Less completely known, but of unusual interest, is the genealogy of the rhinoceros family, which probably, though not certainly, was likewise of American origin. The group in North America at least, comprised three divisions, or sub-families, of very different proportions, appearance and habits, representing three divergent lines from the same stem. Though the relationship between the three lines seems hardly open to question, yet the form ancestral to all of them has not yet been identified. This is because of our still very incomplete knowledge of several perissodactyl genera of the Eocene, any one of which may eventually prove to be the ancestor sought for.

The first sub-family is the entirely extinct group of Hyracodonts, which may be traced in successive modifications through the upper Eocene, lower and middle Oligocene, then disappearing altogether. As yet, the hyracodonts have been found only in North America, and the last genus of the series, Hyracodon, was a cursorial animal. Very briefly stated, the modifications consist in a gradual increase in size, with greater slenderness of proportions, accompanied by elongation of the neck, limbs, and feet, which become tridactyl and very narrow. The grinding teeth have assumed the rhinoceros-like pattern and the premolars resemble the molars in form; on the other hand, the front teeth, incisors and canines, have become very small and are useless as weapons. As the animal had no horns, it was quite defenceless and must have found its safety in its swift running, for Hyracodon displays many superficial resemblances to the contemporary Oligocene horses, and was evidently adapted for speed. It may well have been the competition of the horses which led to the extinction of these cursorial rhinoceroses.

The second sub-family, that of the Amynodonts, followed a totally different course of development, becoming short-legged and short-footed, massive animals, the proportions of which suggest aquatic habits; they retained four digits in the front foot. The animal was well provided with weapons in the large canine tusks, but was without horns. Some members of this group extended their range to the Old World, but they all died out in the middle Oligocene, leaving no successors.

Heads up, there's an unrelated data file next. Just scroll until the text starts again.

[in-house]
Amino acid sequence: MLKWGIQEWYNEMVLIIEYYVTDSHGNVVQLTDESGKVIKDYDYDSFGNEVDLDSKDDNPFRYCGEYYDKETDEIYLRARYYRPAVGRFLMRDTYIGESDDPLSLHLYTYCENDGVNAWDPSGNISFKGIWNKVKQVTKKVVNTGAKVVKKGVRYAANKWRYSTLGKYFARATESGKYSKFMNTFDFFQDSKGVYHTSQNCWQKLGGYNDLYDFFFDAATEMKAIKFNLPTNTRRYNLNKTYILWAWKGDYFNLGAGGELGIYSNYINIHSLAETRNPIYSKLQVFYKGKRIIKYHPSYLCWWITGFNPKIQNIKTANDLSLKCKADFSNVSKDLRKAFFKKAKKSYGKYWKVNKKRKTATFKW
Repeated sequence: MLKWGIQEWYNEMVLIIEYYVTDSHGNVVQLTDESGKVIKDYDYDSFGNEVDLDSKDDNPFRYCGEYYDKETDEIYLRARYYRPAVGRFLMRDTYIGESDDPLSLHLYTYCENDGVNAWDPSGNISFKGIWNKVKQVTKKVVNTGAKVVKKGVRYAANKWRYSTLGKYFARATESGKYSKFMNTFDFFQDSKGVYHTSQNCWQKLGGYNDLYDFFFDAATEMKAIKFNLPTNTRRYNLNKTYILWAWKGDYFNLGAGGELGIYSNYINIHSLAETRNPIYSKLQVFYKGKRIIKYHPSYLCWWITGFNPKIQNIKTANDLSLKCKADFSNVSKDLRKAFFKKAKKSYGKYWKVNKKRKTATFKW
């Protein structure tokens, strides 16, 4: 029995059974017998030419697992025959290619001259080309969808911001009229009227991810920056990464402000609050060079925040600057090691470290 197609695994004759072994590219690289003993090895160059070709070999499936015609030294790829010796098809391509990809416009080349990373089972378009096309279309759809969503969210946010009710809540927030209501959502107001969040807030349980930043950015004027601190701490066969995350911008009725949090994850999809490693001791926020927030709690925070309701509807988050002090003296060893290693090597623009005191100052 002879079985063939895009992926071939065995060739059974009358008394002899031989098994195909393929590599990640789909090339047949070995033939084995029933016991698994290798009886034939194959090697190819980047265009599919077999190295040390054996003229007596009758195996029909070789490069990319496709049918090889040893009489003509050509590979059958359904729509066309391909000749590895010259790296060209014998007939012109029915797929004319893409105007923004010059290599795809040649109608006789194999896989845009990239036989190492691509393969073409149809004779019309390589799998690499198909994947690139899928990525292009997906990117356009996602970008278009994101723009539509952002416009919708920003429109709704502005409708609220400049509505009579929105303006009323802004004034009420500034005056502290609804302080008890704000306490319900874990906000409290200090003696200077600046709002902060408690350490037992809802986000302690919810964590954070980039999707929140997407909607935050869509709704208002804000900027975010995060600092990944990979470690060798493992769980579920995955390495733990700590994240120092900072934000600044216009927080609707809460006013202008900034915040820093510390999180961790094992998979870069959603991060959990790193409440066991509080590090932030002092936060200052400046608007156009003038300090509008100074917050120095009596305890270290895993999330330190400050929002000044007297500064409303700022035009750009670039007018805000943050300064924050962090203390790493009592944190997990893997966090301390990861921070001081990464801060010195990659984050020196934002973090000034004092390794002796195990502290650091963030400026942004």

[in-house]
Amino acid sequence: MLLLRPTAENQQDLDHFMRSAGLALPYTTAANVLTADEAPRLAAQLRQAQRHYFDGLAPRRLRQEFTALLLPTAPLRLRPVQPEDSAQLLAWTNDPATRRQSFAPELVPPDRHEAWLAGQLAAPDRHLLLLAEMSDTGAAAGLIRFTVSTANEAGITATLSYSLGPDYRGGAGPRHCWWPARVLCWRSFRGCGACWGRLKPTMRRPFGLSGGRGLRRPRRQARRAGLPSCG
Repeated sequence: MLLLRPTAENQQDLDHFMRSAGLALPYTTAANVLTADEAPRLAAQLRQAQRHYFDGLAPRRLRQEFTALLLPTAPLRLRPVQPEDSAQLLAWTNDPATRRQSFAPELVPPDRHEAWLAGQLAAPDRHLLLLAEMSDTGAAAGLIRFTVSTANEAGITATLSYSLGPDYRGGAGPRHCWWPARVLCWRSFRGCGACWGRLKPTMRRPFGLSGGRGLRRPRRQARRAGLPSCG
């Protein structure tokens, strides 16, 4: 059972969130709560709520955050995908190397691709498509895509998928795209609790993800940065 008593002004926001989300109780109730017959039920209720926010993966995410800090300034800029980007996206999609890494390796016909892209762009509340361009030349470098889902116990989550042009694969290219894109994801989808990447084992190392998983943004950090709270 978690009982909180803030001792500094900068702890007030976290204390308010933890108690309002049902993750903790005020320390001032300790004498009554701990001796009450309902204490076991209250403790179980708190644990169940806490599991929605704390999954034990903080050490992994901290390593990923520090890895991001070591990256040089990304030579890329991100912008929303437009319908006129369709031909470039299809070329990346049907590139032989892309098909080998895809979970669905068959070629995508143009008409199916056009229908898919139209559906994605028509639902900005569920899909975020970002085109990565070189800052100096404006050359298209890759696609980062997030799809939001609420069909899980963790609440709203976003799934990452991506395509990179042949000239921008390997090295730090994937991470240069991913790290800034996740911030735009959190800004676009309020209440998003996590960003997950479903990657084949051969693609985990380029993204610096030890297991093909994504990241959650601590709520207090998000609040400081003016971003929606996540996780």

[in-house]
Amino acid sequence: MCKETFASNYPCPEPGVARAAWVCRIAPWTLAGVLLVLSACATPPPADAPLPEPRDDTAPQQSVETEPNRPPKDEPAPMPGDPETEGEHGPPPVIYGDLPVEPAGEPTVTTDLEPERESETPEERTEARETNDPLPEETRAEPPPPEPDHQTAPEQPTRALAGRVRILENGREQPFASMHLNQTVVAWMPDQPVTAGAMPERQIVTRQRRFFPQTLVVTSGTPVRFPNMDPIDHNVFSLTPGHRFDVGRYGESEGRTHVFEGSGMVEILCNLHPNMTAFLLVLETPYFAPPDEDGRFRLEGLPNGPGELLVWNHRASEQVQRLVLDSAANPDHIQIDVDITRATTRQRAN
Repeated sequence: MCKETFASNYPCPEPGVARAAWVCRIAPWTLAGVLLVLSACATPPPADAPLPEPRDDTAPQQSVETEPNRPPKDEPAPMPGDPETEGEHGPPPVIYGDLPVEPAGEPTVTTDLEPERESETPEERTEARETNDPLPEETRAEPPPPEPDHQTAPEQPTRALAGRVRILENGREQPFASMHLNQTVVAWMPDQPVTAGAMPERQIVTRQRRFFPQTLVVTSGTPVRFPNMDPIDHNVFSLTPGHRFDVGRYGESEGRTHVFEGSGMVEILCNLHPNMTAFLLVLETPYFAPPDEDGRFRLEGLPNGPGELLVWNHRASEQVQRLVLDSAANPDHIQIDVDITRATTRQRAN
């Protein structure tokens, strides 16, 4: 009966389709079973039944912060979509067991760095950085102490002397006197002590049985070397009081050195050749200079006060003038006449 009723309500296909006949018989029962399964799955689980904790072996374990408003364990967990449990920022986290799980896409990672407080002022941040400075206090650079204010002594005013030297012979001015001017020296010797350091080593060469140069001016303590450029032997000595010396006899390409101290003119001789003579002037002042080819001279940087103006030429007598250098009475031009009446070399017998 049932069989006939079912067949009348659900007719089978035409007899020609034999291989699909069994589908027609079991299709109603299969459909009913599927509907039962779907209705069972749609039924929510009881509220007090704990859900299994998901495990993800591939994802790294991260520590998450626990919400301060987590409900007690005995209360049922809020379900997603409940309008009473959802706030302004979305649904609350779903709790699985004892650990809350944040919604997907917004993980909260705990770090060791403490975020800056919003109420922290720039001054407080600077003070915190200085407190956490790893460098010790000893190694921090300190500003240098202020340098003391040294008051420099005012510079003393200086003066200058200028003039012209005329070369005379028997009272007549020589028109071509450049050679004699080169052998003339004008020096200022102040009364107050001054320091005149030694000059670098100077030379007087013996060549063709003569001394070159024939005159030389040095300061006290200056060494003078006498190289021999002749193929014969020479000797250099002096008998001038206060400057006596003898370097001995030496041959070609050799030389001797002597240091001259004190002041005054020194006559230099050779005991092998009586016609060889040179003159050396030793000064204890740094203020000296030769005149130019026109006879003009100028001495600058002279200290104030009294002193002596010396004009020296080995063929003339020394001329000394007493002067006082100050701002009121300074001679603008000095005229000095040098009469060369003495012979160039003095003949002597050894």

The sub-family of the true rhinoceroses cannot yet be certainly traced farther back than to the base of the middle Oligocene, though some fragmentary remains found in the lower Oligocene are probably also referable to it. The most ancient and most primitive member of this series yet discovered, the genus Trigonias, is unmistakably a rhinoceros, yet much less massive, having more the proportions of a tapir; it had four toes in the front foot, three in the hind, and had a full complement of teeth, except for the lower canines, though the upper canines are about to disappear, and the peculiar modification of the incisors, characteristic of the true rhinoceroses, is already apparent; the skull is hornless. Representatives of this sub-family continue through the Oligocene and Miocene of North America, becoming rare and localised in the Pliocene and then disappearing altogether. In the Old World, on the other hand, where the line appeared almost as early as it did in America, this group underwent a great expansion and ramification, giving rise not only to the Asiatic and African forms, but also to several extinct series.